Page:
“We were allowed 48 hours. Why was the contract award delayed until late January 2012 (without bidder notification)? Was Mr. Borgardt’s explanation of the bid status a slip of the computer mouse or subterfuge? A lump sum bid was allowed without specification in the RFP (request for proposal),” he said. “The market conditions must enable the assembly of a competitive slate of qualified bidders committed to the lump sum.”

“We believe that the rules of the game change to fit the predetermined desi res of the Housing Authority.”

In an interview, HACSB’s President/CEO Susan Benner and Chief Operating Officer, Gustav Joslin denied that the Wall Avenue bidding and contract administration was flawed.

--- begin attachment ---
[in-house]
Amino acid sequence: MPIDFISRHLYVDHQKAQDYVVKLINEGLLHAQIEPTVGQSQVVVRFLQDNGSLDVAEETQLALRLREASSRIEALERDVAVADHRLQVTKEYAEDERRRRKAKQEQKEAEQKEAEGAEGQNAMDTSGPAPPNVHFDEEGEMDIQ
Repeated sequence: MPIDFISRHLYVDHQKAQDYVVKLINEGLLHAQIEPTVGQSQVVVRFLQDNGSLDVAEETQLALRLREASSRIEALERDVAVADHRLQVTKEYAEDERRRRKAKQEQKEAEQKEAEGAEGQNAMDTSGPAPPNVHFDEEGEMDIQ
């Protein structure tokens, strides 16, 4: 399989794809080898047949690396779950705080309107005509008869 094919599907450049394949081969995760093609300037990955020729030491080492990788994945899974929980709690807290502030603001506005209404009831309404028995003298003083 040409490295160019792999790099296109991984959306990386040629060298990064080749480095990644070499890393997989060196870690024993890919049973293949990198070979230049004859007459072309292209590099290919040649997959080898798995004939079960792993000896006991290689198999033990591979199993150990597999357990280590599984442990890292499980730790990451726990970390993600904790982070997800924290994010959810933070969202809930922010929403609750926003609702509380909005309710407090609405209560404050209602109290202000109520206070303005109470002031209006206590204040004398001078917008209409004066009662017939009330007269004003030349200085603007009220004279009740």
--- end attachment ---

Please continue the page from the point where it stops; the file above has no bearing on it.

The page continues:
“We considered both bids as responsive,” said Joslin. “Vizion’s’ West bid was substantially lower. We evaluated the contractor’s experience and qualifications and deemed that they were legitimate and capable of doing the project.”

“There is a big difference between the response to a bid and a responsible bid,” argues Hodari. “In a fair situation everyone would have to send in a “responsible” bid.”

Joslin said during a February meeting with Hodari, HACSB officials explained that if the agency can’t find anything materially incorrect with the bid or the contractor’s qualifications it generally must award the contract to the low bidder.

“This was clearly a low bid selection,” said Benner. “All parties met the same criteria so I’m not sure why he (Hodari) feels he was not given a fair opportunity.”

“As much as we’d love to support contractors and vendors from our county, because we use federal dollars we cannot do that legally. We have to give every taxpaying entity an opportunity to compete for that money,” she said.